At the ISTE conference in June, where thousands of ed-tech vendors showcased their products, Karen Cator, Department of Education’s Technology Director, talked to educators and helped create the following list of questions to ask when considering tech purchases, products, services or strategies.
- WHAT DOES IT PROMISE TO DO?
Is the main purpose to build students’ knowledge of content, or is it to develop skills and dispositions? Are there meta-cognitive strategies or learning strategies associated with the product, service or strategy?
- WHAT DO YOU EXPECT IT TO DO?
Do you expect the product, service or strategy to raise students’ test scores? To grab students’ attention? To flip your classroom? To open up dialogue? To help students’ inquiry process? Be clear about your goals.
- WHAT CRITERIA WAS THE PRODUCT DEVELOPED AGAINST?
How was the product, service or strategy conceived and who designed and built the product? What classroom experience does the designer/entrepreneur have? What research was done during the designing process? Was it piloted in schools? Is this a rapid prototype with the flexibility to change and improve?
- HOW WILL IT HELP OR CHANGE TEACHERS’ ROLES?Will the product, service or strategy keep the teacher in the center of the action in class, or will it give more control to students? Does it help the teacher meet the needs of the students, and if so, how? Does it augment teachers’ performance?
- HOW WILL IT CHANGE WHAT HAPPENS IN CLASS?What kind of class environment does the product, service or strategy create? Does it encourage collaboration, risk-taking, and student control? If the product is software that allows kids to do practice exercises, how will classroom time be spent on that subject? Will a different kind of curriculum be created, and who will create it? Can hands-on projects be incorporated into class time that build on what students have practiced on computers?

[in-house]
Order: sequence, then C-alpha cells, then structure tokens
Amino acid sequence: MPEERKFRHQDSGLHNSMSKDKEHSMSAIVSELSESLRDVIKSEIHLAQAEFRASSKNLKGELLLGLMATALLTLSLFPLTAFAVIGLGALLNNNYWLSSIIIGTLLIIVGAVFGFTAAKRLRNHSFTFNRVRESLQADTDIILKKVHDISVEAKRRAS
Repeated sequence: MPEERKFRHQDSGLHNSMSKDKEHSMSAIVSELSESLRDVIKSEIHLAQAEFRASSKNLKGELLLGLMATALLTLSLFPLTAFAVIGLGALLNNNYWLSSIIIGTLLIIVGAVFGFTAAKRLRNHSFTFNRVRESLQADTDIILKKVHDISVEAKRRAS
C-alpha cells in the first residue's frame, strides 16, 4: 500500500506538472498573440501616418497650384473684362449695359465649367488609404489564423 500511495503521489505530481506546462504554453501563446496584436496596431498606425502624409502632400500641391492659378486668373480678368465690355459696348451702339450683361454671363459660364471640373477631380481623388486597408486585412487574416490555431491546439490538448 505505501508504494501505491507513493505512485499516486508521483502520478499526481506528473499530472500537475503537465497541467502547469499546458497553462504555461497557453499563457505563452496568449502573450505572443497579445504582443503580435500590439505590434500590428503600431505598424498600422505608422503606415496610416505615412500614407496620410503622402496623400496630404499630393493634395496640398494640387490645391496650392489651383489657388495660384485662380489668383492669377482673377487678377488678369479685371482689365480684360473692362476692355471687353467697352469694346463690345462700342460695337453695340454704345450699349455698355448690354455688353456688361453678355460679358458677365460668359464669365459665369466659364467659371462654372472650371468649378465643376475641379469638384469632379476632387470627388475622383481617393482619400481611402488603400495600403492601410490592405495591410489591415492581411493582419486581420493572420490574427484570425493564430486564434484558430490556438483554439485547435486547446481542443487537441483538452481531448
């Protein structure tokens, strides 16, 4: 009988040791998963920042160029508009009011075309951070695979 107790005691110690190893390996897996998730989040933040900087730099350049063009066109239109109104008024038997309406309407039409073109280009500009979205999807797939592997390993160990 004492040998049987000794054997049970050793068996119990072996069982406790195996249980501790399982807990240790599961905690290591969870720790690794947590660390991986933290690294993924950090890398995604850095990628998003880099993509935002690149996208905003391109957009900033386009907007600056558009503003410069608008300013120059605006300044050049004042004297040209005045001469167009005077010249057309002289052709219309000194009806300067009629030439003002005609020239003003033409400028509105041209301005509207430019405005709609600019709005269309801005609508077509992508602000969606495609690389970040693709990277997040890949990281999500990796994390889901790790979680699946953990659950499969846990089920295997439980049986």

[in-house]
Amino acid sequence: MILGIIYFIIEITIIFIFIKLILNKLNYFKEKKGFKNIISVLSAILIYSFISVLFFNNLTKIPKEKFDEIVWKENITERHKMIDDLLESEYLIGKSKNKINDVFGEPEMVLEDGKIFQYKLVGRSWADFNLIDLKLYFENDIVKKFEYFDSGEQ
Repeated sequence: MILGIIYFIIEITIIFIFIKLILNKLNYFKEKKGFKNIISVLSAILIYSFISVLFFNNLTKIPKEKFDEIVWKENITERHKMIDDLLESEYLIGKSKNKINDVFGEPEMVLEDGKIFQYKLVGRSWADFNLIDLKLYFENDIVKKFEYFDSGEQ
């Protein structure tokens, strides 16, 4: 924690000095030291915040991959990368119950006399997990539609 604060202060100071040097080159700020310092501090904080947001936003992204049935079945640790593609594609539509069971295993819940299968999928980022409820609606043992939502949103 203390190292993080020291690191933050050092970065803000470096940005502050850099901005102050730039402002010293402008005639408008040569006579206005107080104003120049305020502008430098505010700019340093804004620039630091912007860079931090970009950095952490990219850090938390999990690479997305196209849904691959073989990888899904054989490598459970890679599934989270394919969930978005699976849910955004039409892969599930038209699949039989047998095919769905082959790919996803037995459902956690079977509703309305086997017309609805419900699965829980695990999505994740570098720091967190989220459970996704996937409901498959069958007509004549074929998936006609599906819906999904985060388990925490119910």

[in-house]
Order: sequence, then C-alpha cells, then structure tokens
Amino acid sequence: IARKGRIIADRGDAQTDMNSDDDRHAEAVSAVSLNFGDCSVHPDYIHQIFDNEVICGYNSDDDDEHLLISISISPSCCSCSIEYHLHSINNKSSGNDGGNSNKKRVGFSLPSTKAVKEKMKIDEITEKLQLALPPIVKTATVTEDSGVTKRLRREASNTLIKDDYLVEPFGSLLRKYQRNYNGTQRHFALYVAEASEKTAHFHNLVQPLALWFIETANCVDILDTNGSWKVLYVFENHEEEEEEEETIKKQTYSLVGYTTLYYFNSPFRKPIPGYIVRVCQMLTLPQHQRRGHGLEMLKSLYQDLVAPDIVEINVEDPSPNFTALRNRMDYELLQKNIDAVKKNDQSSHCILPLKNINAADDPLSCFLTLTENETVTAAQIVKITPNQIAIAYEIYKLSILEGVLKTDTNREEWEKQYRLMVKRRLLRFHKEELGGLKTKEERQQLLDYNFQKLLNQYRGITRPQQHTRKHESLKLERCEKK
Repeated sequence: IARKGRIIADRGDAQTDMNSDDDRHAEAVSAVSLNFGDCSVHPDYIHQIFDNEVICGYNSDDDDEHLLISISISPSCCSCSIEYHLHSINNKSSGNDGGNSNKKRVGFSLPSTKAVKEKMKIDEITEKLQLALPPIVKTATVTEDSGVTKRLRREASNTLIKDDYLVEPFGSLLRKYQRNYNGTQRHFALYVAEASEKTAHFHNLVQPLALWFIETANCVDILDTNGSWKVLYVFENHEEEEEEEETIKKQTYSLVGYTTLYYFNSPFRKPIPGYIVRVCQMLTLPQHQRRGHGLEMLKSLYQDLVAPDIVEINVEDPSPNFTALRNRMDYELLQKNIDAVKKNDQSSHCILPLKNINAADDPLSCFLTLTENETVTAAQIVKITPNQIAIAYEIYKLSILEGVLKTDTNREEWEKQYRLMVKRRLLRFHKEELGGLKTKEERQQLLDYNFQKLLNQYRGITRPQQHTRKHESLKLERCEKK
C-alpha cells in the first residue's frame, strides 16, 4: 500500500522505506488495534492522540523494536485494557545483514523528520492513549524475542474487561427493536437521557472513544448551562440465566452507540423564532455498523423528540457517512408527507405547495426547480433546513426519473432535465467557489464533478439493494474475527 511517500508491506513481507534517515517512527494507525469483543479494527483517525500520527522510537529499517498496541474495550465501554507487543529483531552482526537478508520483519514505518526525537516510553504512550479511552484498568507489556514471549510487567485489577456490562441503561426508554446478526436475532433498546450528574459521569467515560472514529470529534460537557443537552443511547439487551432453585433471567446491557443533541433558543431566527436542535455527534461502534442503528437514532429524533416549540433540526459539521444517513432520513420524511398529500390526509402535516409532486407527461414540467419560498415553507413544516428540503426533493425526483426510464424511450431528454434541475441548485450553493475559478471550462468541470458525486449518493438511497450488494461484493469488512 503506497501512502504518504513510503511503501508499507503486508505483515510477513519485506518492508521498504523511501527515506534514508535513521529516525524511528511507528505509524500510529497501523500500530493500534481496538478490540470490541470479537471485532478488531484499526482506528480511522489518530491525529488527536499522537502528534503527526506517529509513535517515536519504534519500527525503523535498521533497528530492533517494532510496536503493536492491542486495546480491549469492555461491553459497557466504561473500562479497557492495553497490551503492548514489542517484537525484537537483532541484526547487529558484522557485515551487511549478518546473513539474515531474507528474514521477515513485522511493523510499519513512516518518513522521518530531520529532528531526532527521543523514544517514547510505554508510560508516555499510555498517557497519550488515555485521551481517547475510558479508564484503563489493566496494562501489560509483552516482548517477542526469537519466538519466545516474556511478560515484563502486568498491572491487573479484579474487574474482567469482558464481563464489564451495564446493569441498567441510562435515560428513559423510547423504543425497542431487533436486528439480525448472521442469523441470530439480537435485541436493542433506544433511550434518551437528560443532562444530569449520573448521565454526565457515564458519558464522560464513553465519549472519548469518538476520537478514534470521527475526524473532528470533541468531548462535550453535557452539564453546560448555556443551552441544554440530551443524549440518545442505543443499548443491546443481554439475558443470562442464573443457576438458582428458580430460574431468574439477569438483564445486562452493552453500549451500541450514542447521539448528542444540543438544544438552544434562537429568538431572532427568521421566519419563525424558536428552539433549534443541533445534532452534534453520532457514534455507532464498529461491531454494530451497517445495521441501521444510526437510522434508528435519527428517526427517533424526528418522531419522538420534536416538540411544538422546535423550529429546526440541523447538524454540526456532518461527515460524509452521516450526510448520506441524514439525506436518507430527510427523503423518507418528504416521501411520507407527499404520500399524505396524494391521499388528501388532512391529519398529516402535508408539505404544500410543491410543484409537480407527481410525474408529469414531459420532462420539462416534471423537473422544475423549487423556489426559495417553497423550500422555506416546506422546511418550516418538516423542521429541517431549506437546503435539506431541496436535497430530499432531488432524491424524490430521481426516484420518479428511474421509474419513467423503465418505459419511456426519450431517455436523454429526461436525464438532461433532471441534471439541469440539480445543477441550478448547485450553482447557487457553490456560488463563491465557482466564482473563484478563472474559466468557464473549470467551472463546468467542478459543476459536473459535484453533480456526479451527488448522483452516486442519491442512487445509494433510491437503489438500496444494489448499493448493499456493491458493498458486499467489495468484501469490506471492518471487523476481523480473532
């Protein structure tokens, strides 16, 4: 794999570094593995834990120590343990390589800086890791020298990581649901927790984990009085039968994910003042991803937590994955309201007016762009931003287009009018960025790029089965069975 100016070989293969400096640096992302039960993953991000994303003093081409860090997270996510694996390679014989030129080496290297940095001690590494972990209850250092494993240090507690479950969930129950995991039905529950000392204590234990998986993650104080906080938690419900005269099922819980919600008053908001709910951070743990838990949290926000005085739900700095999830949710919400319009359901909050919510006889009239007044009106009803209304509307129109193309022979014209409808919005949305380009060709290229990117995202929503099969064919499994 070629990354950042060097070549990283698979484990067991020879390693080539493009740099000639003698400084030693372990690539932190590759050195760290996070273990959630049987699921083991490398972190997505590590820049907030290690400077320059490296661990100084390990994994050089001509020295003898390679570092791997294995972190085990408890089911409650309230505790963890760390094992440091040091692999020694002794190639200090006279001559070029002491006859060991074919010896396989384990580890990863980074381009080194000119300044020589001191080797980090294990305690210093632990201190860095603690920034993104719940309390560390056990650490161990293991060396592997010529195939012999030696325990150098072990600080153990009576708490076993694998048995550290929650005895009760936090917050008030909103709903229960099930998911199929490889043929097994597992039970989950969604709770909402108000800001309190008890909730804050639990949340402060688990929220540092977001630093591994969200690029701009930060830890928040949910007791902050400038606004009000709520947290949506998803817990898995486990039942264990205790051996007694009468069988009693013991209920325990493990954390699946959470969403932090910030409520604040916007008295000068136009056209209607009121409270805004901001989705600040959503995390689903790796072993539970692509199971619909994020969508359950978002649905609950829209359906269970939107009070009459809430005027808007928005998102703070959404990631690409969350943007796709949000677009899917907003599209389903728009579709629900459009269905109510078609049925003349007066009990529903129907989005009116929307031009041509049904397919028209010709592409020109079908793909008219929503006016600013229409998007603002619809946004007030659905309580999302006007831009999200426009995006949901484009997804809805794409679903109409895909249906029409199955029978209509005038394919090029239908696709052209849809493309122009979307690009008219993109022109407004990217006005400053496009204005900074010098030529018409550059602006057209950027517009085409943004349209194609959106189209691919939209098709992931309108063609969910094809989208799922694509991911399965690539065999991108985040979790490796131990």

- HOW DO OTHERS RATE THE PRODUCT?
Just as you would do with a personal purchase, checking Amazon reviews, Consumer Reports, Yelp, Facebook or Twitter recommendations, asking friends, do your due diligence and research to find out what other educators like and don’t like about the product, service or strategy. For example, some schools have already experimented with certain kinds of software that’s billed as adaptive, or encouraging critical thinking skills, and found that some are much better than others, and have switched. Sharing this knowledge can help educators root through the overwhelming number of choices, and find products, services or strategies that deliver what they promise.
- HOW WILL IT SCALE AND GROW IN THE FUTURE?
If the product, service or strategy is going to be used systemically, how sustainable is it? What are the chances that the company will stop providing this service, or start charging or raising fees? What’s the ease of adoption and use? Are there built-in ongoing improvement processes?
- IS PROFESSIONAL DEVELOPMENT NEEDED TO USE IT?
If so, how much does it cost, and how much time will it take? Too often new technologies are not used to their maximum potential, or are left completely unused. Educators should make sure they have the time and budget allotted to ensure smooth transitions, and that the principal will make professional development a priority.
- IS IT A NATURAL FIT?
This question is also quite subjective. The best product, service or strategy should be like electricity, Kator said — there’s no question whether you should or should not use it. There should be an intuitive need that the product fulfills, rather than having teachers tangle themselves into knots trying to find ways to use it.
- IS IT WORTH THE INVESTMENT?
This is the most complex question to answer. How much is the cost compared to the amount of time and effort it takes to train staff to use it and to implement it system-wide? Based on what other educators have said, is it worth the time and effort?
What other questions are important to ask?